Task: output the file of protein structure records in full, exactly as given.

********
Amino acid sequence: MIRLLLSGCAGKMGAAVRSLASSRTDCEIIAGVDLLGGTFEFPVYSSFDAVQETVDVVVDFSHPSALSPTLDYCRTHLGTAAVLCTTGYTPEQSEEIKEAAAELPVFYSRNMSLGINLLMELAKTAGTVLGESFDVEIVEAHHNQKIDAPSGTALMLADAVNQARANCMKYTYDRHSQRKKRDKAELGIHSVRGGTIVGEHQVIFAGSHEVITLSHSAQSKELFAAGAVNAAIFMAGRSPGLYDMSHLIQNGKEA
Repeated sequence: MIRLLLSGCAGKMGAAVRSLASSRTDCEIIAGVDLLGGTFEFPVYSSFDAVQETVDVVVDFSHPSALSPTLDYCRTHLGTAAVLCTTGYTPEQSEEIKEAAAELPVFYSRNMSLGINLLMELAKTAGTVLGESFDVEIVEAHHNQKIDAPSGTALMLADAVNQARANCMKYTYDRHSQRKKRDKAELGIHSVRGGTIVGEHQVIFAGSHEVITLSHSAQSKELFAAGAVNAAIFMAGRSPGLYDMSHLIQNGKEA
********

Amino acid sequence: MIRLLLSGCAGKMGAAVRSLASSRTDCEIIAGVDLLGGTFEFPVYSSFDAVQETVDVVVDFSHPSALSPTLDYCRTHLGTAAVLCTTGYTPEQSEEIKEAAAELPVFYSRNMSLGINLLMELAKTAGTVLGESFDVEIVEAHHNQKIDAPSGTALMLADAVNQARANCMKYTYDRHSQRKKRDKAELGIHSVRGGTIVGEHQVIFAGSHEVITLSHSAQSKELFAAGAVNAAIFMAGRSPGLYDMSHLIQNGKEA
Repeated sequence: MIRLLLSGCAGKMGAAVRSLASSRTDCEIIAGVDLLGGTFEFPVYSSFDAVQETVDVVVDFSHPSALSPTLDYCRTHLGTAAVLCTTGYTPEQSEEIKEAAAELPVFYSRNMSLGINLLMELAKTAGTVLGESFDVEIVEAHHNQKIDAPSGTALMLADAVNQARANCMKYTYDRHSQRKKRDKAELGIHSVRGGTIVGEHQVIFAGSHEVITLSHSAQSKELFAAGAVNAAIFMAGRSPGLYDMSHLIQNGKEA